I'm a teen writer myself, so I can't say I have much of a problem with good teen dialogue (dialogue's always been my strong point) but I do have to remind myself not to write in "fad" words that will be gone by the time my book is done. Like "epic," -- not too long ago it was the word on the tip of every teen's tongue, and now, it really doesn't pop up at all anymore.

  11. That's true, Lithia. I'm even wary about putting technology in my stories, like "iPod", because who knows if they'll be calling them that in 5-10 years?

  12. Epic Leigh! That's the twenteens (as in 20teens - I don't know if there's an official name yet, but that's what I'm calling it until there is)

  13. Great post! While it's really, really difficult to get right, I wouldn't overthink it either. Words like cool, awesome, epic, totally, etc. are still used, so we don't need to go breaking our backs over worrying about specific words (unless they are really era-exclusive like "groovy"). I think ultimately, it's about consistency in personality. To get it right, your character has to seem consistently teen-like throughout. By that, I mean they have to make decisions and be involved in situations that a teen living in today's world would.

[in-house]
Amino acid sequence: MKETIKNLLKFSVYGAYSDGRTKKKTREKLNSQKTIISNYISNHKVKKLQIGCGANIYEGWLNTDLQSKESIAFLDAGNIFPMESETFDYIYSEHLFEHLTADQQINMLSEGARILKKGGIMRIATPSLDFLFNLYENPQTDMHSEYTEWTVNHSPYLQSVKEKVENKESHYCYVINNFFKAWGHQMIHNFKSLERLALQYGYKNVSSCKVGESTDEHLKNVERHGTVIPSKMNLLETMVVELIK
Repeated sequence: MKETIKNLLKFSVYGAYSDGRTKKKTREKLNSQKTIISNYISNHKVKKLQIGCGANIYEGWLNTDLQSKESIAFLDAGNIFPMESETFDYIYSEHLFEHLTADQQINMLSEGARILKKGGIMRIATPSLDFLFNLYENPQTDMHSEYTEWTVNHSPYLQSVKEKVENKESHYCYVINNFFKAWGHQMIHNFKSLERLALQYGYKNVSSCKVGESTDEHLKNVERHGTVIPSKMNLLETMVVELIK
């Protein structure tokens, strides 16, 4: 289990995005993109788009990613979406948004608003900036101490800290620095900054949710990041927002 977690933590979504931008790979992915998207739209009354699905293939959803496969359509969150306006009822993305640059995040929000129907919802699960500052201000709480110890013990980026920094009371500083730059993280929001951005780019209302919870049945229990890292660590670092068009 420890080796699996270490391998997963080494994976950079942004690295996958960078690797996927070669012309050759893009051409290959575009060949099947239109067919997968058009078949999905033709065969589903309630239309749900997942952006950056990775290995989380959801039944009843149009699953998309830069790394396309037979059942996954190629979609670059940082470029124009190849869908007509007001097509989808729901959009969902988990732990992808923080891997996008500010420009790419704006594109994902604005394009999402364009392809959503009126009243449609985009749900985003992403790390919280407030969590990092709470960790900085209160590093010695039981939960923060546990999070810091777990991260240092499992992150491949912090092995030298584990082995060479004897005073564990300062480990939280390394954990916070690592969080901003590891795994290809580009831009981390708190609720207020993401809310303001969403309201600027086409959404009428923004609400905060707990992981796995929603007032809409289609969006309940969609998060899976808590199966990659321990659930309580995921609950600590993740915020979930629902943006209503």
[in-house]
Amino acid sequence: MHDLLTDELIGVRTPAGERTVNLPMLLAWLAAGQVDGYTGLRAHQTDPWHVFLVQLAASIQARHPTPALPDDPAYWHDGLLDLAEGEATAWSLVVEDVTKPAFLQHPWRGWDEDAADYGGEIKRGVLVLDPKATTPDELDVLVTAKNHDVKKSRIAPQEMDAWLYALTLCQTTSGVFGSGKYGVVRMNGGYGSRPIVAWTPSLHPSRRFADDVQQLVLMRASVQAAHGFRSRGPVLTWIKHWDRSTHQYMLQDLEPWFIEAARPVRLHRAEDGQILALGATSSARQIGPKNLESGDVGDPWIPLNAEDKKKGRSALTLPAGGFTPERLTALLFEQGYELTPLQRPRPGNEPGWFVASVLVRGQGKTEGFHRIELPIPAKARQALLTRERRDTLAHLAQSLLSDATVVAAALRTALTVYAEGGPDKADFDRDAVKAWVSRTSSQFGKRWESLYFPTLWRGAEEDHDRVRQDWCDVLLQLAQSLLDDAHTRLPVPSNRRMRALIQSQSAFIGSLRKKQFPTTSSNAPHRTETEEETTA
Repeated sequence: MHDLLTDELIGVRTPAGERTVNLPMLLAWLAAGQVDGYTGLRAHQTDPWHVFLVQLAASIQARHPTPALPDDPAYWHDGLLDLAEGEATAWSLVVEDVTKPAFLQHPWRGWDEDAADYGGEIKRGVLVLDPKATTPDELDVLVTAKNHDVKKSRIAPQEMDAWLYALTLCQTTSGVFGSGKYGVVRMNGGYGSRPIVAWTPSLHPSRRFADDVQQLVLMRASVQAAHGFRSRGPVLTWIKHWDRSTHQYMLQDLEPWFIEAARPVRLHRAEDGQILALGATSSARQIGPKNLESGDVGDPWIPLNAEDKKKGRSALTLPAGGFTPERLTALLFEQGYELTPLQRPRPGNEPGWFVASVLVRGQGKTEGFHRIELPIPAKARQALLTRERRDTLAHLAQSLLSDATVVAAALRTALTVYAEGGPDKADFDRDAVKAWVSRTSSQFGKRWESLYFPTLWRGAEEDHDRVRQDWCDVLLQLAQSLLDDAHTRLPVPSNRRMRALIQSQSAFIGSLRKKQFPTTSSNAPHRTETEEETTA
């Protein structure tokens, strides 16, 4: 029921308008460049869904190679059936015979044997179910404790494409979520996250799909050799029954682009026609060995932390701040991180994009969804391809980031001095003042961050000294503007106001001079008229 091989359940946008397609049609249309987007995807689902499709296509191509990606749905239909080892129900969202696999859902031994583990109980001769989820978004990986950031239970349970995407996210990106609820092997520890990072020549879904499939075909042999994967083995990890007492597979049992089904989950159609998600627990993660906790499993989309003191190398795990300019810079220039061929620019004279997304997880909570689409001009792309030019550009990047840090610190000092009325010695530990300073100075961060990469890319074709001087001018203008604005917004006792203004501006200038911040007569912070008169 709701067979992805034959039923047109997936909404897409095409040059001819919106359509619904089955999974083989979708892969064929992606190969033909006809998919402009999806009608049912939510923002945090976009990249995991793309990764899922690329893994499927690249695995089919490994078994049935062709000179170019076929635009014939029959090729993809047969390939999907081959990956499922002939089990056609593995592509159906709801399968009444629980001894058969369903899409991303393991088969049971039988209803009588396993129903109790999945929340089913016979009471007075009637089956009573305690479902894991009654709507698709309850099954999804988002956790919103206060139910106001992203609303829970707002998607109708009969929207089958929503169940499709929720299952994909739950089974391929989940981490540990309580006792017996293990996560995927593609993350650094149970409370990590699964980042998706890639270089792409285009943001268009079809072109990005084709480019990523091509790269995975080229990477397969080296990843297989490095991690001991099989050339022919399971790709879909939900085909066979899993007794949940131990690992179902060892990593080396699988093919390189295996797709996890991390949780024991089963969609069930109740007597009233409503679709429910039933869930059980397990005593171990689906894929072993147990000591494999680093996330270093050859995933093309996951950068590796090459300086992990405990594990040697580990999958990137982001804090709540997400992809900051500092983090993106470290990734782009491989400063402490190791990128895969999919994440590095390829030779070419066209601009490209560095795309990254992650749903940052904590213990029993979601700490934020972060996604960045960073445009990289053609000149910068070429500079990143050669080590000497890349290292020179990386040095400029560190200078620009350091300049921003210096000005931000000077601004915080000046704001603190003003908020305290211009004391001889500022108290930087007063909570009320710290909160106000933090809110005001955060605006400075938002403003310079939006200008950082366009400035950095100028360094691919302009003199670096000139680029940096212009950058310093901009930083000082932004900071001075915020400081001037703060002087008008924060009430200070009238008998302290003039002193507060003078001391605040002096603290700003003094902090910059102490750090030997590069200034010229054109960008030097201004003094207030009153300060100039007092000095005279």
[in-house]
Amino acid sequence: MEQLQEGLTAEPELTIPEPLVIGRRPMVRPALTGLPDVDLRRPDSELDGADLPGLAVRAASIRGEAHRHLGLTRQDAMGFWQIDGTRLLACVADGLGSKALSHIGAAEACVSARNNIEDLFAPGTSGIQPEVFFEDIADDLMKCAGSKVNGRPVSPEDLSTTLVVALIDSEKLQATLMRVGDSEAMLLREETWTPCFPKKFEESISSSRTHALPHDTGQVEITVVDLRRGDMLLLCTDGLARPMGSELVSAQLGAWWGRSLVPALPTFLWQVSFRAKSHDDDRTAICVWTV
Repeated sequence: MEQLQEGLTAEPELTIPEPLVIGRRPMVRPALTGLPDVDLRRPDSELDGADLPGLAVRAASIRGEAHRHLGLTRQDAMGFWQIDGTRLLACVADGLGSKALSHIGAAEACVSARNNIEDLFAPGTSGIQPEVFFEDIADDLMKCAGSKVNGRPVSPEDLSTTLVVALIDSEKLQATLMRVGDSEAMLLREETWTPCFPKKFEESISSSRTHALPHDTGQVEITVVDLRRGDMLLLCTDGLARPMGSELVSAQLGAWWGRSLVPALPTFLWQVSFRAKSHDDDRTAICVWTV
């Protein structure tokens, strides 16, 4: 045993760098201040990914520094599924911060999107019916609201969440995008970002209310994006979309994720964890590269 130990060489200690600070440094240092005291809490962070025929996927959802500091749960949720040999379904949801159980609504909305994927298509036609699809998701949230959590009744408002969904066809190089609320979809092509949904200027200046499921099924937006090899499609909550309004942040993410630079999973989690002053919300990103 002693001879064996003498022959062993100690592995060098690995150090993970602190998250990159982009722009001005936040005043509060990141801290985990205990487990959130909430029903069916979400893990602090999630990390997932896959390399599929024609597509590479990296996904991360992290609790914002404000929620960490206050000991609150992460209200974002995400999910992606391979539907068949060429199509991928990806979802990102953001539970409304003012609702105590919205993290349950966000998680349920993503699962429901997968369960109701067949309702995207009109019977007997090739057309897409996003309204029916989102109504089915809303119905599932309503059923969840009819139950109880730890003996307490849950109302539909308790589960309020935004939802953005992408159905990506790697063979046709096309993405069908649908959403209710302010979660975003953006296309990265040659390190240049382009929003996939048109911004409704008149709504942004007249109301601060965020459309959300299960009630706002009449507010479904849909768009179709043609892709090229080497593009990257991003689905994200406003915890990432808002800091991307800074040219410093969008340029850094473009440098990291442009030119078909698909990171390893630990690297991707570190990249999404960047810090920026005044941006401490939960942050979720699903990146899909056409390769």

14. Oh man, SO true! I hate when people assume that writing for teens will be easier 'because they're just kids.' It's so much more complex than than that.

  15. Very true and "...historic fiction." had me laughing like a crazy person.

  16. I've often thought that A LOT of YA literature reflects the teen years of the authors writing it. Fortunately, these writers were teens with me in the 90s, so it's not that big of a difference and actually makes me love it all the more, but I still think that it's not necessarily what teens are like today.